• Winds are out of the east/southeast, in excess of 15kts,
  • the airport has 2 east/west parallel runways. call them 7R/25L and 7L/25R. 25L is equipped with an ILS.
  • the airport has an operational ATC tower.
  • Runways 7 are in use. Landing 7R, departing 7L. The field is VMC.

An arrival unfamiliar with the area requests the ILS 25L approach. ATC clears him for the ILS 25L approach, circle south of the runway for a right downwind to runway 7R (7110.65, 4-8-6.b). Looking back at the chart for ILS or LOC 25L, the circle should begin upon completion of the approach, which should be at the FAF for that approach. So it would be at that point that the circle begins, or the MAP begins.

If the circle has completed, and the aircraft is on final, the approach procedure would have completed, so there wouldn't be a missed approach procedure. ATC would tell the pilot to go around and instruct them on how on their next procedure (711.65, 3-8-1), which would be to enter the downwind. As far as who issues the downwind instruction, that would be airspace dependent, as it depends on what class airspace the field is in.

BL.

Offline Roodbwoye

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Re: CIRCLE TO LAND
« Reply #6 on: May 01, 2017, 07:43:08 PM »
BL.
Thanks for your reply and thanks for the references. they were insightful.

We had an aircraft, on a circling maneuver,  wave off over the landing runway and requested from the tower to enter the downwind. The local controller put him in the downwind but the radar facility complained that the aircraft should've executed missed approach. The radar chief and myself (tower chief) presented our boss with references to support our cases which of course left our boss undecided. We are reaching our deadline to revisit the situation with our boss. 

I think I have enough information to advise my boss how to proceed with this issue.

Thank you for taking the time to help in this matter.

Offline tyketto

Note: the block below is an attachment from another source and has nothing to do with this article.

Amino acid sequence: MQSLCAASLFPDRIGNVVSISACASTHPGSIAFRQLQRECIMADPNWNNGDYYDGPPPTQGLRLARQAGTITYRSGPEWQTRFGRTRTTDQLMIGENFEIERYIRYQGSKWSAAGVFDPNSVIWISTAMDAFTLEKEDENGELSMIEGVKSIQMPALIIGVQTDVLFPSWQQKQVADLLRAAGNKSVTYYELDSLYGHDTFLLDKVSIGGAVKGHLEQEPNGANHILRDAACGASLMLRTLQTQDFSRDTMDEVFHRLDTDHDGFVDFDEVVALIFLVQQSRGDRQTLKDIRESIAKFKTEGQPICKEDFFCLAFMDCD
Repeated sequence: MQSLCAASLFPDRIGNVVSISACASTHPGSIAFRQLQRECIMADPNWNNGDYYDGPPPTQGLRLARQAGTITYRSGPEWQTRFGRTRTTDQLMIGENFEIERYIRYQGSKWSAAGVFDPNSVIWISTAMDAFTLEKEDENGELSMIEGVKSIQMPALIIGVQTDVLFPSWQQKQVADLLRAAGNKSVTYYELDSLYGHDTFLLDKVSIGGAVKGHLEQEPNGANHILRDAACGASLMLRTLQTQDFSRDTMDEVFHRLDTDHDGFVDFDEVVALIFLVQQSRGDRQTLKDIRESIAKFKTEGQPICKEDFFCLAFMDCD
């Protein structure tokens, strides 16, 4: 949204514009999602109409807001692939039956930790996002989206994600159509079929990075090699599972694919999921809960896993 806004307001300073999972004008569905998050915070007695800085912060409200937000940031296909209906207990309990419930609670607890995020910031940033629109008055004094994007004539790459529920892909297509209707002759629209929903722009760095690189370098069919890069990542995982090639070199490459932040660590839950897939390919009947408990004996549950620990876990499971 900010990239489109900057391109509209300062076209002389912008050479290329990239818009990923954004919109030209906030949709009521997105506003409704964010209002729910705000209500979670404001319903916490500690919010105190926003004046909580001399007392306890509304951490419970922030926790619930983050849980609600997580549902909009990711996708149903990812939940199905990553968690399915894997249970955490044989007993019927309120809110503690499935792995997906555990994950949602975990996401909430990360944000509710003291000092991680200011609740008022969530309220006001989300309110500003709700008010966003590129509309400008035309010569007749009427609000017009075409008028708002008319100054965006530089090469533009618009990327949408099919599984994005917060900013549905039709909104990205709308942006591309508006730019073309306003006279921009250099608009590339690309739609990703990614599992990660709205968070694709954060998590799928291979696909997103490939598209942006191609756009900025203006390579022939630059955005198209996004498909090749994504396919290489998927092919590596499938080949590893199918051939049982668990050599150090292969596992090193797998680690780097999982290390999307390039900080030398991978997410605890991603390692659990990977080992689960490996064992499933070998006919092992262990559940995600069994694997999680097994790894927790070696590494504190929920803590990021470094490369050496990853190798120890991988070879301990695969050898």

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Re: CIRCLE TO LAND
« Reply #7 on: May 08, 2017, 01:38:44 PM »
BL.
Thanks for your reply and thanks for the references. they were insightful.

We had an aircraft, on a circling maneuver,  wave off over the landing runway and requested from the tower to enter the downwind. The local controller put him in the downwind but the radar facility complained that the aircraft should've executed missed approach. The radar chief and myself (tower chief) presented our boss with references to support our cases which of course left our boss undecided. We are reaching our deadline to revisit the situation with our boss. 

I think I have enough information to advise my boss how to proceed with this issue.

Thank you for taking the time to help in this matter.

That's an interesting situation. Let's ask this.

Did the pilot going around notify the Tower that he was going around, or notify the TRACON/radar facility? If the latter, then he was still in the middle of his instrument approach, which the missed approach procedure would apply. But if he had already commenced the circle-to-land maneuver, he would (and should) have been handed off to you at the Tower, putting it in your airspace and command to keep the aircraft. the instrument approach procedure had already completed at the beginning of the circle-to-land maneuver. Because of that, there would no longer be a missed approach procedure to execute.

Definitely refer to the references in the .65, as from what I can tell, you are in the right in not needing to notify the radar facility. Again, this is all depending on the airspace of the airport. If the pattern altitude is below the TRACON's airspace floor, then they definitely would be in the wrong.

BL.